Tortuguero Natural: More basic rooms on the ocean side of the island. For about $30 you can get a large room for two people. The people working here are the sweetest and will help you out in any way they can.
Guest House Paisajes de Tortuguero: Located directly on the beach. You can expect to pay about $40 for a double room.
TORTUGUERO BUDGET TRAVEL GUIDE - PLACES TO EAT
Budda Cafe: Probably our favorite hangout spot in all of Costa Rica. The food is great, the drinks are great, and the atmosphere is perfect. Just note this is not traditional Costa Rican food. It has a more Mediterranean feel to it, but after a hot day of exploring it is perfect.
Tutti’s: Finding quality pizza is not the easiest in Costa Rica and we are always on the hunt for decent Italian food. This place was on point! The staff is super nice and the prices are decent.
Sun Rise: Now that I’m looking at reviews of this place on TripAdvisor, I’m not totally impressed, but we had the Caribbean chicken here one night and we were obsessed. We also hadn’t eaten in way too long, were extremely grumpy, and it was the middle of a crazy rain storm in which the whole island was flooded. We may have just been so hungry and relieved to find food that we thought it was perfect, but from what we remember the chicken was fall off the bone goodness with perfect flavor. If you ask my sister what her favorite meal of her ten-day trip here was, she will say this restaurant. Note: If you try it out, report back on what you thought so I can update this for future travelers. 🙂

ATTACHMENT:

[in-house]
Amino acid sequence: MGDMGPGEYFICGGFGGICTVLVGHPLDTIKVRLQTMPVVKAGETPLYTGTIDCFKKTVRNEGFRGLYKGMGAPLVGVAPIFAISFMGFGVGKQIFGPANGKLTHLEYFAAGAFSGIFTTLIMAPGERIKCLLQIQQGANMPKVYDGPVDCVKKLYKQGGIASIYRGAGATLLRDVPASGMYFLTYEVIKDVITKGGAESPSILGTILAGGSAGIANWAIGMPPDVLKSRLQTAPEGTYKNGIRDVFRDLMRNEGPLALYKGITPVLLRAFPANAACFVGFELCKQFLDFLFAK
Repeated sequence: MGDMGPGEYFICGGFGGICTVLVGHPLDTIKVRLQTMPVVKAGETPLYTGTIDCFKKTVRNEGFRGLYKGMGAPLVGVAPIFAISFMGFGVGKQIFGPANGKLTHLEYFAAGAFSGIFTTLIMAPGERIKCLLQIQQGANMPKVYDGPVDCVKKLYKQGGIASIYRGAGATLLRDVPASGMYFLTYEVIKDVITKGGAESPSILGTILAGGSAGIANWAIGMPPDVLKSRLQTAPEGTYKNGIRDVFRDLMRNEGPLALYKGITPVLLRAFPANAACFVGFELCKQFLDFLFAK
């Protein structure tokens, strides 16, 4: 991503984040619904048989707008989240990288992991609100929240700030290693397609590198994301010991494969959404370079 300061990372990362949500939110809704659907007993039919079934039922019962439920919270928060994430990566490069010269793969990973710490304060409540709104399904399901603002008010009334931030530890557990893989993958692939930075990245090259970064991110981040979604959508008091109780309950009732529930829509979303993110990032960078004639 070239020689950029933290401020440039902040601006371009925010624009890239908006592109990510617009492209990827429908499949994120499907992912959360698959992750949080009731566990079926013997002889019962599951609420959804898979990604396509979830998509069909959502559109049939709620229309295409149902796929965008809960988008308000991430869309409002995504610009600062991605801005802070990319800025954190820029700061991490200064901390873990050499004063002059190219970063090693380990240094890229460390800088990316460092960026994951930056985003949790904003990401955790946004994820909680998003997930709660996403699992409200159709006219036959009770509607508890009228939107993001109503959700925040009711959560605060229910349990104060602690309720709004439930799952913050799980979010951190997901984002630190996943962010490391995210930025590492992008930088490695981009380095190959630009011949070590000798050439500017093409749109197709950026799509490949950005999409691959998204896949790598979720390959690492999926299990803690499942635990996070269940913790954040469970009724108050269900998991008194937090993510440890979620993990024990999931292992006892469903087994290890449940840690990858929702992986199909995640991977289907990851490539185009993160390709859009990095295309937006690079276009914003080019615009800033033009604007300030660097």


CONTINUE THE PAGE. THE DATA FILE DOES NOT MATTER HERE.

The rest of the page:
ARTICLES ABOUT TORTUGUERO
TORTUGUERO BUDGET TRAVEL GUIDE: OUR ADVICE
Recently there have been some safety issues in Tortuguero. A female tourist was sadly murdered while walking on the beach early in the morning. Thomas also received an email from the German government warning him that some people had their luggage stolen while on the boat out to Tortuguero.
In both instances, the accused criminals were illegal immigrants from Nicaragua. I’m absolutely devastated by the murder. I make a living by promoting this beautiful country and really do not feel comfortable doing that if it is becoming unsafe. If anything ever happened to any of you who read our site I would feel incredibly responsible.
That being said, I just want you all to be aware of these incidents. We still feel safe in Tortuguero, but please use your own judgment. It is a place that survives almost completely on tourism and I know the locals are equally devastated and outraged because they have so much pride for the amazing tourist destination they have created.
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TORTUGUERO BUDGET TRAVEL GUIDE - GEAR SUGGESTIONS
WHAT TO PACK FOR TORTUGUERO
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Let us know if you have any questions about visiting Tortuguero in the comment section below. We are happy to help you out!